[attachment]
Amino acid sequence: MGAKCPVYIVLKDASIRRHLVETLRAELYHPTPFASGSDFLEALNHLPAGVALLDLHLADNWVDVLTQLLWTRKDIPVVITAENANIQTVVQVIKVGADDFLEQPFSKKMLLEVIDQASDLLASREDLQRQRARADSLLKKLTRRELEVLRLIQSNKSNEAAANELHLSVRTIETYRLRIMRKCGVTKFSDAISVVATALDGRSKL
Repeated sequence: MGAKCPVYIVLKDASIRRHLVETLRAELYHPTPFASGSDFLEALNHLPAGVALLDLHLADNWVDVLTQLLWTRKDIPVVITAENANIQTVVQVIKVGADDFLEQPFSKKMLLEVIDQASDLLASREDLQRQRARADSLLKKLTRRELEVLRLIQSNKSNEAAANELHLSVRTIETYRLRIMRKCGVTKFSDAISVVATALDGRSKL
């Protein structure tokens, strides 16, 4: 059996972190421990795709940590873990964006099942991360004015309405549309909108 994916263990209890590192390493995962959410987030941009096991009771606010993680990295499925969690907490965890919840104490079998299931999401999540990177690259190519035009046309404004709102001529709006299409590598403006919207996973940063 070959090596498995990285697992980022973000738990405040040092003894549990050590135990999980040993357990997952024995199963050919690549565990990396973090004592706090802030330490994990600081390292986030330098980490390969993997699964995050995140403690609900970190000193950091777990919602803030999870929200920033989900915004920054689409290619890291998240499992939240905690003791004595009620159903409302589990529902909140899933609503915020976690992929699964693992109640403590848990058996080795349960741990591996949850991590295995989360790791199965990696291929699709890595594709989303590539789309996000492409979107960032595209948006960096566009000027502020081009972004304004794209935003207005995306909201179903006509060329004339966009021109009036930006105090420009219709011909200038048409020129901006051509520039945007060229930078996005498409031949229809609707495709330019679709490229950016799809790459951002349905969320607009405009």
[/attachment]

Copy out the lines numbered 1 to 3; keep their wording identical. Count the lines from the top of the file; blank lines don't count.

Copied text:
Amino acid sequence: MGAKCPVYIVLKDASIRRHLVETLRAELYHPTPFASGSDFLEALNHLPAGVALLDLHLADNWVDVLTQLLWTRKDIPVVITAENANIQTVVQVIKVGADDFLEQPFSKKMLLEVIDQASDLLASREDLQRQRARADSLLKKLTRRELEVLRLIQSNKSNEAAANELHLSVRTIETYRLRIMRKCGVTKFSDAISVVATALDGRSKL
Repeated sequence: MGAKCPVYIVLKDASIRRHLVETLRAELYHPTPFASGSDFLEALNHLPAGVALLDLHLADNWVDVLTQLLWTRKDIPVVITAENANIQTVVQVIKVGADDFLEQPFSKKMLLEVIDQASDLLASREDLQRQRARADSLLKKLTRRELEVLRLIQSNKSNEAAANELHLSVRTIETYRLRIMRKCGVTKFSDAISVVATALDGRSKL
């Protein structure tokens, strides 16, 4: 059996972190421990795709940590873990964006099942991360004015309405549309909108 994916263990209890590192390493995962959410987030941009096991009771606010993680990295499925969690907490965890919840104490079998299931999401999540990177690259190519035009046309404004709102001529709006299409590598403006919207996973940063 070959090596498995990285697992980022973000738990405040040092003894549990050590135990999980040993357990997952024995199963050919690549565990990396973090004592706090802030330490994990600081390292986030330098980490390969993997699964995050995140403690609900970190000193950091777990919602803030999870929200920033989900915004920054689409290619890291998240499992939240905690003791004595009620159903409302589990529902909140899933609503915020976690992929699964693992109640403590848990058996080795349960741990591996949850991590295995989360790791199965990696291929699709890595594709989303590539789309996000492409979107960032595209948006960096566009000027502020081009972004304004794209935003207005995306909201179903006509060329004339966009021109009036930006105090420009219709011909200038048409020129901006051509520039945007060229930078996005498409031949229809609707495709330019679709490229950016799809790459951002349905969320607009405009």